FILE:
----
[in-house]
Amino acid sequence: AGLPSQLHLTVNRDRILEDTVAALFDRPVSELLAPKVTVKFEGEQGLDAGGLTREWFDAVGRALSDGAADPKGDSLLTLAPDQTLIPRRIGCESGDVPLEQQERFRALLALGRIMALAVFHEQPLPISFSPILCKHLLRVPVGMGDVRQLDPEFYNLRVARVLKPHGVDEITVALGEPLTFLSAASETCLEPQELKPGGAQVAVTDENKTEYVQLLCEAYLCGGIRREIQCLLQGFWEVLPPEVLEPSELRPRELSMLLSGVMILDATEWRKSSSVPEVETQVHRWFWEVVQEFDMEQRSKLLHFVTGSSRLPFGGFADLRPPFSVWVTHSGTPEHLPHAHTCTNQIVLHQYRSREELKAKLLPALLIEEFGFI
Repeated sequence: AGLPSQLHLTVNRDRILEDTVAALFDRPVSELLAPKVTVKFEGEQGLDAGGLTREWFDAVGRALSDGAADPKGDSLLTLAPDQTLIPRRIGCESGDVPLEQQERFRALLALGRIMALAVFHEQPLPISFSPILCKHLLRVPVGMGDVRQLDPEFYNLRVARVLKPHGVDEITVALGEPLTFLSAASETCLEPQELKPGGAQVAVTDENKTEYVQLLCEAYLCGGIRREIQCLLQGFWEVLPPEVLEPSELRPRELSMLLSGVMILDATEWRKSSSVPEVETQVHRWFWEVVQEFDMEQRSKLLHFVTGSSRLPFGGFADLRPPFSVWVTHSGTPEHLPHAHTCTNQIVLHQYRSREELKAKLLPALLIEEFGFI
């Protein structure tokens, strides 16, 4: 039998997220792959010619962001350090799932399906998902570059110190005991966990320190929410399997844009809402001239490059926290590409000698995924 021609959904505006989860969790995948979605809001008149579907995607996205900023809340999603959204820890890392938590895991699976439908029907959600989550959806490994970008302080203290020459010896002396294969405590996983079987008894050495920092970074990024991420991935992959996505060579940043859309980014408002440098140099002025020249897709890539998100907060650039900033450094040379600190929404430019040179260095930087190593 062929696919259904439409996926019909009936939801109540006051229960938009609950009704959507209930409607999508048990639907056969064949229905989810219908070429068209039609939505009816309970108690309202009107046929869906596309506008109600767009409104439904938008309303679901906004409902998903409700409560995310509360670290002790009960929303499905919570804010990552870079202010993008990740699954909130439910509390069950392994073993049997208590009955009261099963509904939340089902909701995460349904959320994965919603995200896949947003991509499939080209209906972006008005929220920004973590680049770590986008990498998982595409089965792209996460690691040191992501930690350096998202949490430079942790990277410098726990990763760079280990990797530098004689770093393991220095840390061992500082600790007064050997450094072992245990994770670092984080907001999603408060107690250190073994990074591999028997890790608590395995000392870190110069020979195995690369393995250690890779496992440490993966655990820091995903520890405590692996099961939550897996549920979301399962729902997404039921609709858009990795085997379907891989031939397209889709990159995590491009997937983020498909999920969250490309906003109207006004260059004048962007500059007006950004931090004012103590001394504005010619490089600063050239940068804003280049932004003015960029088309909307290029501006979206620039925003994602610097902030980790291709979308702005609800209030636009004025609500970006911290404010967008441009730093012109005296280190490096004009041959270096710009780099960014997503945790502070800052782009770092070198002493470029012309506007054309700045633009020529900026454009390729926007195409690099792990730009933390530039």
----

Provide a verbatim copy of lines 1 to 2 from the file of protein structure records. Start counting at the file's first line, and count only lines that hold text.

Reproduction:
[in-house]
Amino acid sequence: AGLPSQLHLTVNRDRILEDTVAALFDRPVSELLAPKVTVKFEGEQGLDAGGLTREWFDAVGRALSDGAADPKGDSLLTLAPDQTLIPRRIGCESGDVPLEQQERFRALLALGRIMALAVFHEQPLPISFSPILCKHLLRVPVGMGDVRQLDPEFYNLRVARVLKPHGVDEITVALGEPLTFLSAASETCLEPQELKPGGAQVAVTDENKTEYVQLLCEAYLCGGIRREIQCLLQGFWEVLPPEVLEPSELRPRELSMLLSGVMILDATEWRKSSSVPEVETQVHRWFWEVVQEFDMEQRSKLLHFVTGSSRLPFGGFADLRPPFSVWVTHSGTPEHLPHAHTCTNQIVLHQYRSREELKAKLLPALLIEEFGFI